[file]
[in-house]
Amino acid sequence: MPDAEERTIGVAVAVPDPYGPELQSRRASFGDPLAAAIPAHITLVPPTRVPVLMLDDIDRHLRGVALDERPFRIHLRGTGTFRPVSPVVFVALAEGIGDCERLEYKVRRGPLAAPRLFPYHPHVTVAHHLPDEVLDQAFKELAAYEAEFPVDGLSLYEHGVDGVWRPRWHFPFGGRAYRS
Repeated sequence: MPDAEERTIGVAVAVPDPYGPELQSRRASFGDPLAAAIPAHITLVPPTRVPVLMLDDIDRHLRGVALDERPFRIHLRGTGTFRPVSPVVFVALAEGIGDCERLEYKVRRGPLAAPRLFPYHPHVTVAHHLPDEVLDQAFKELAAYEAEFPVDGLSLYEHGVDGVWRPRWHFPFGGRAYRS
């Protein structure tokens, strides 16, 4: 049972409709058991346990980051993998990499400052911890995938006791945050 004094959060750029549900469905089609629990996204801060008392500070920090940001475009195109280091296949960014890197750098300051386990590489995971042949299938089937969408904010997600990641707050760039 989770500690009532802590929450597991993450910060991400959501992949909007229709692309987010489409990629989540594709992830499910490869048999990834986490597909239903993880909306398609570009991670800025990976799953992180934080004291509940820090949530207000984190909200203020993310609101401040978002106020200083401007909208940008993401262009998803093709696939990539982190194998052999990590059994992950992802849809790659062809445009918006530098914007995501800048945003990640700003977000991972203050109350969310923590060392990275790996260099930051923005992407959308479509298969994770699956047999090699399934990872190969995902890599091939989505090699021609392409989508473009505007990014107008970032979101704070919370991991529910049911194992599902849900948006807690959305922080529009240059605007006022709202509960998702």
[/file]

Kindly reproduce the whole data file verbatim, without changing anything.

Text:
[in-house]
Amino acid sequence: MPDAEERTIGVAVAVPDPYGPELQSRRASFGDPLAAAIPAHITLVPPTRVPVLMLDDIDRHLRGVALDERPFRIHLRGTGTFRPVSPVVFVALAEGIGDCERLEYKVRRGPLAAPRLFPYHPHVTVAHHLPDEVLDQAFKELAAYEAEFPVDGLSLYEHGVDGVWRPRWHFPFGGRAYRS
Repeated sequence: MPDAEERTIGVAVAVPDPYGPELQSRRASFGDPLAAAIPAHITLVPPTRVPVLMLDDIDRHLRGVALDERPFRIHLRGTGTFRPVSPVVFVALAEGIGDCERLEYKVRRGPLAAPRLFPYHPHVTVAHHLPDEVLDQAFKELAAYEAEFPVDGLSLYEHGVDGVWRPRWHFPFGGRAYRS
């Protein structure tokens, strides 16, 4: 049972409709058991346990980051993998990499400052911890995938006791945050 004094959060750029549900469905089609629990996204801060008392500070920090940001475009195109280091296949960014890197750098300051386990590489995971042949299938089937969408904010997600990641707050760039 989770500690009532802590929450597991993450910060991400959501992949909007229709692309987010489409990629989540594709992830499910490869048999990834986490597909239903993880909306398609570009991670800025990976799953992180934080004291509940820090949530207000984190909200203020993310609101401040978002106020200083401007909208940008993401262009998803093709696939990539982190194998052999990590059994992950992802849809790659062809445009918006530098914007995501800048945003990640700003977000991972203050109350969310923590060392990275790996260099930051923005992407959308479509298969994770699956047999090699399934990872190969995902890599091939989505090699021609392409989508473009505007990014107008970032979101704070919370991991529910049911194992599902849900948006807690959305922080529009240059605007006022709202509960998702």